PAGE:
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Week 11

Arthur Miller Death of a Salesman (1949)

Remember that we also have a workshop in the Capital Rehearsal Room at IATL (previously known as the Capital Centre) on Friday morning this week. Friday 10.00-12.00.


Please consult David Reynolds. Empire of Liberty. week 13. View the accompanying audio slideshow: Houses and highways, and also the "Life in America" archive clip.

Check out "Detroit in Ruins" photo gallery, discovered by Lauren. Challenge: write a haiku about one or more of the images!


Points for Discussion
  • In what ways can US postwar development of suburbia be described as "American pastoral"? Please bring your answer to this question to the seminar!
  • "Miller wanted to formulate a dramatic structure that would allow the play textually and theatrically to capture the simultaneity of the human mind as that mind registers outer experience through its own inner subjectivity." (Matthew C. Roudané). Consider the implications of this statement.
  • "Miller presents Death of a Salesman in a spirit of puzzled, anguished analysis but does not suggest to his Broadway audience that anything so radical as revolutionary change in American terminal society might be necessary. [...]  the "attention" in Death of a Salesman [is] a gesture of liberal hesitation to go through with the needed radical criticism of the society which permitted and therefore encouraged this killing, this waste and this chaos.  Miller's plays are a warning cry from his warm, uncertain heart detached from the economic and social implications which his head hesitates to act upon."  (Eric Mottram)  Do you agree with Mottram's analysis of Miller's liberal failure to act fully upon his perceptions of American ideology of "self-help within an economic structure which limits or denies the hero’s self-fulfilment”?
  • "A paradox attaches to loneliness in drama.  Loneliness is the very essence of tragedy [...] yet the dramatic form of expression – the dialogue – presupposes, if it is to be many voiced, truly dialogic, dramatic, a high degree of communion among these solitaries.  The language of the absolutely lonely man is lyrical, i.e. monological; in the dialogue, the incognito of  his soul becomes too pronounced, it overloads and swamps the clarity and definition of the words exchanged.  Such loneliness is more profound than that required by the tragic form, which deals with the relationship to destiny [...] ; loneliness has to become a problem unto itself, deepening and confusing the tragic problem and ultimately taking its place.  Such loneliness is not simply the intoxication of a soul gripped by destiny and so made song; it is also the torment of a creature condemned to solitude and devoured by a longing for community." (George Lukacs). Analyse the dramatic devices that Arthur Miller employs to represent the paradox that attaches to loneliness in drama.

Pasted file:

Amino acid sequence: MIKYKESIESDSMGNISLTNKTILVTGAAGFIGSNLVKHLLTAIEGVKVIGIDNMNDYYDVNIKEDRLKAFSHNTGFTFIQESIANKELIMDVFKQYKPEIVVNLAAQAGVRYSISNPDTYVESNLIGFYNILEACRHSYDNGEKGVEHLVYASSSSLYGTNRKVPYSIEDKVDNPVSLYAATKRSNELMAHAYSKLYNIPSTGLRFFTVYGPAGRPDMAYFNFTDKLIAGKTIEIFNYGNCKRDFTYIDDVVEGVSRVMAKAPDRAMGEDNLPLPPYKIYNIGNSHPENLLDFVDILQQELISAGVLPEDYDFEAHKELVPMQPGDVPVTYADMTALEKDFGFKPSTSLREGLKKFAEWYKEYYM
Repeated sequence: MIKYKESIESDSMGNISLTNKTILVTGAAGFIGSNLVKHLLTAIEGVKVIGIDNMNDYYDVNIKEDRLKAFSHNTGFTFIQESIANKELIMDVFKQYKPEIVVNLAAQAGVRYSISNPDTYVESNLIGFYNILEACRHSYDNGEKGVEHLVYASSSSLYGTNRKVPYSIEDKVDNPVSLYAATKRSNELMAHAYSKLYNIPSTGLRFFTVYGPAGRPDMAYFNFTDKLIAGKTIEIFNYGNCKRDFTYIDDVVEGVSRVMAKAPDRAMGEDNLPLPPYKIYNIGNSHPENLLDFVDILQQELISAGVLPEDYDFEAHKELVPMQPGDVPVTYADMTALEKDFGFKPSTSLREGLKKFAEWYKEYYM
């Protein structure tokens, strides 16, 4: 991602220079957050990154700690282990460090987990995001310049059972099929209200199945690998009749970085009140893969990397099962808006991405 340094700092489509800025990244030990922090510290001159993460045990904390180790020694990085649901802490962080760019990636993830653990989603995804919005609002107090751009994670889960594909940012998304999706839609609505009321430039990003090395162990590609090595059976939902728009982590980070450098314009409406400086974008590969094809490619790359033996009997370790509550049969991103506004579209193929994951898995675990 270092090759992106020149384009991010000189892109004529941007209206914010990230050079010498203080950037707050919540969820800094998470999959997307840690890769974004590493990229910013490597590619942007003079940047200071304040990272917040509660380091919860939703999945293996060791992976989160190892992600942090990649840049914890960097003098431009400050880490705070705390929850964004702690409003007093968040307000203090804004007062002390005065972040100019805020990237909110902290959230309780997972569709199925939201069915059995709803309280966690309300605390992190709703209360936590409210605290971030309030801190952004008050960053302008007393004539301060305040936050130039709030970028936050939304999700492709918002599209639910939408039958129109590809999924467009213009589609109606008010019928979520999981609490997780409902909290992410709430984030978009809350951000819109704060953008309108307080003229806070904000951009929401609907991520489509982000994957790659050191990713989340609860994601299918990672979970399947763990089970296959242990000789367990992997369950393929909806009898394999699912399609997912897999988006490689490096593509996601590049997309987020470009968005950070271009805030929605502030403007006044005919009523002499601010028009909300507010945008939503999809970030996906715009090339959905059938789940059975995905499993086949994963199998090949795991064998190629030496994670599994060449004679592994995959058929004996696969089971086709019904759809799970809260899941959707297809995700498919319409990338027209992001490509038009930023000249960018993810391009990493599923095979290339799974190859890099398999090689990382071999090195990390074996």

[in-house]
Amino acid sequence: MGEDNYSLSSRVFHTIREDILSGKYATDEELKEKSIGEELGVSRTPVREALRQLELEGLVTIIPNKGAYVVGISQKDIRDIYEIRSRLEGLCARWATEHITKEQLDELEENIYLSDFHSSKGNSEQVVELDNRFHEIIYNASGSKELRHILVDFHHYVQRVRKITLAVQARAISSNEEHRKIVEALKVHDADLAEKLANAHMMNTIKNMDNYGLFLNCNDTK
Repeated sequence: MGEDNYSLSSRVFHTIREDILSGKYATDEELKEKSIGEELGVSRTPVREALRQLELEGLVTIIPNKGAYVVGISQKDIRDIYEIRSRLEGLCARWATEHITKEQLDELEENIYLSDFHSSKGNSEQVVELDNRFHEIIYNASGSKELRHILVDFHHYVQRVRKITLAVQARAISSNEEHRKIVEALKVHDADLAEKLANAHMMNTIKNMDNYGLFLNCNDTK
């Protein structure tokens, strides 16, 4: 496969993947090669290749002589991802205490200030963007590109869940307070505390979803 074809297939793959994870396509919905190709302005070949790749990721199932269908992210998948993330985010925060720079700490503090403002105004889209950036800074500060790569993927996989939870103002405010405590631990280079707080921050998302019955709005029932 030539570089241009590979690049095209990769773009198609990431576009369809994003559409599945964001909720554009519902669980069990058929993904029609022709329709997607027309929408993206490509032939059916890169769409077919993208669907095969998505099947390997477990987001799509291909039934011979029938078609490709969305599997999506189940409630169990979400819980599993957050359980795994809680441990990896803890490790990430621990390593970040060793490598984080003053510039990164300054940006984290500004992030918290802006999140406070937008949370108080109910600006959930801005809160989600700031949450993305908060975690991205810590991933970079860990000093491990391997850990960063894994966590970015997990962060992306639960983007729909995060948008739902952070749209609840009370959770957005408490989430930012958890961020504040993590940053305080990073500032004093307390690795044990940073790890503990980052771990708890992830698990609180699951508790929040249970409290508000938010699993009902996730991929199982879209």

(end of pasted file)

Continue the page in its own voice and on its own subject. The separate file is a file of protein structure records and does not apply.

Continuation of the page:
Further Reading

Matthew C. Roudané. "Death of a Salesman and the poetics of Arthur Miller." Christopher Bigsby ed. The Cambridge Companion to Arthur Miller. Cambridge University Press, 1997.


Eric Mottram. "Arthur Miller: the Development of a Political Dramatist in America." John Russell Brown & Bernard Harris eds. American Theatre. London: Edward Arnold, 1967. 127-162.


 Suggestion: compare Death of a Salesman with David Mamet's  Glencarry Glen Ross. 1984.

Death of a Salesman diagram

OSL workshop 10.00-12.00 on 14/01/11 in Capital Rehearsal Room.

In this workshop we shall concentrate on the ways in which literary techniques reflect point of view. 
We shall work on one or two texts depending on demand:
Arthur Miller’s Death of a Salesman
Toni Morrison’s Jazz.
Please bring your copy of Death of a Salesman
and Jazz (optional) with you.


Please look at Shlomith Rimmon-Kenan's chapter on Narration before the workshop session.